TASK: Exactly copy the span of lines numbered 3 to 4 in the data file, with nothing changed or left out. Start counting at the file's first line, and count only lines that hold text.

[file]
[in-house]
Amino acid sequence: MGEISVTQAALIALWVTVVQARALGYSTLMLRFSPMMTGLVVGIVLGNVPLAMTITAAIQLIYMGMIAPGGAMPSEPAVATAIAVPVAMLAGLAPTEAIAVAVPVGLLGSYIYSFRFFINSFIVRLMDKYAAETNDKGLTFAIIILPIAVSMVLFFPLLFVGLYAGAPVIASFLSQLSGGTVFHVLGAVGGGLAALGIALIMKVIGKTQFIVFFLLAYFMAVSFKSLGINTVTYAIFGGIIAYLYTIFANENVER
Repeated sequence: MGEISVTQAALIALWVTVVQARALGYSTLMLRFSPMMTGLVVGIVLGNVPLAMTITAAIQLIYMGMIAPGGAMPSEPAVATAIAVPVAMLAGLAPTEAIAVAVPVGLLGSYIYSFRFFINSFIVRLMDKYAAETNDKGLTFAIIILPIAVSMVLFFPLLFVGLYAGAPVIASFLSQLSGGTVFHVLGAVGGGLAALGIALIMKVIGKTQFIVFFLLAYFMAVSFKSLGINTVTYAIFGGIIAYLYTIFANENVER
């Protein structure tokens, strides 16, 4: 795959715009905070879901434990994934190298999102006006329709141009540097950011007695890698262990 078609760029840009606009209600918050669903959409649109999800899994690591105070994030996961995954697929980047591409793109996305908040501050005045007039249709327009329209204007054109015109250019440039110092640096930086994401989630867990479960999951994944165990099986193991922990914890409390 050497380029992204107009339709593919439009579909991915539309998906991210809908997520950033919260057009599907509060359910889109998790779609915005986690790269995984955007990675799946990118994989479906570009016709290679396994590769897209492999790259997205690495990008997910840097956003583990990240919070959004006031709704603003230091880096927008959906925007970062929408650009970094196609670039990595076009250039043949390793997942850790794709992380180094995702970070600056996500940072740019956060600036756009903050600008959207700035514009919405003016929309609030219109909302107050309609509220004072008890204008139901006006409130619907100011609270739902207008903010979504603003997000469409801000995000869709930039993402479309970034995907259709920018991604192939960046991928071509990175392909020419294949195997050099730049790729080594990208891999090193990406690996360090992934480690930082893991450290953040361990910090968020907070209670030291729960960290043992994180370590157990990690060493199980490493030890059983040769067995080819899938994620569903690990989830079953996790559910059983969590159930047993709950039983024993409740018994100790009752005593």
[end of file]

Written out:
Repeated sequence: MGEISVTQAALIALWVTVVQARALGYSTLMLRFSPMMTGLVVGIVLGNVPLAMTITAAIQLIYMGMIAPGGAMPSEPAVATAIAVPVAMLAGLAPTEAIAVAVPVGLLGSYIYSFRFFINSFIVRLMDKYAAETNDKGLTFAIIILPIAVSMVLFFPLLFVGLYAGAPVIASFLSQLSGGTVFHVLGAVGGGLAALGIALIMKVIGKTQFIVFFLLAYFMAVSFKSLGINTVTYAIFGGIIAYLYTIFANENVER
């Protein structure tokens, strides 16, 4: 795959715009905070879901434990994934190298999102006006329709141009540097950011007695890698262990 078609760029840009606009209600918050669903959409649109999800899994690591105070994030996961995954697929980047591409793109996305908040501050005045007039249709327009329209204007054109015109250019440039110092640096930086994401989630867990479960999951994944165990099986193991922990914890409390 050497380029992204107009339709593919439009579909991915539309998906991210809908997520950033919260057009599907509060359910889109998790779609915005986690790269995984955007990675799946990118994989479906570009016709290679396994590769897209492999790259997205690495990008997910840097956003583990990240919070959004006031709704603003230091880096927008959906925007970062929408650009970094196609670039990595076009250039043949390793997942850790794709992380180094995702970070600056996500940072740019956060600036756009903050600008959207700035514009919405003016929309609030219109909302107050309609509220004072008890204008139901006006409130619907100011609270739902207008903010979504603003997000469409801000995000869709930039993402479309970034995907259709920018991604192939960046991928071509990175392909020419294949195997050099730049790729080594990208891999090193990406690996360090992934480690930082893991450290953040361990910090968020907070209670030291729960960290043992994180370590157990990690060493199980490493030890059983040769067995080819899938994620569903690990989830079953996790559910059983969590159930047993709950039983024993409740018994100790009752005593």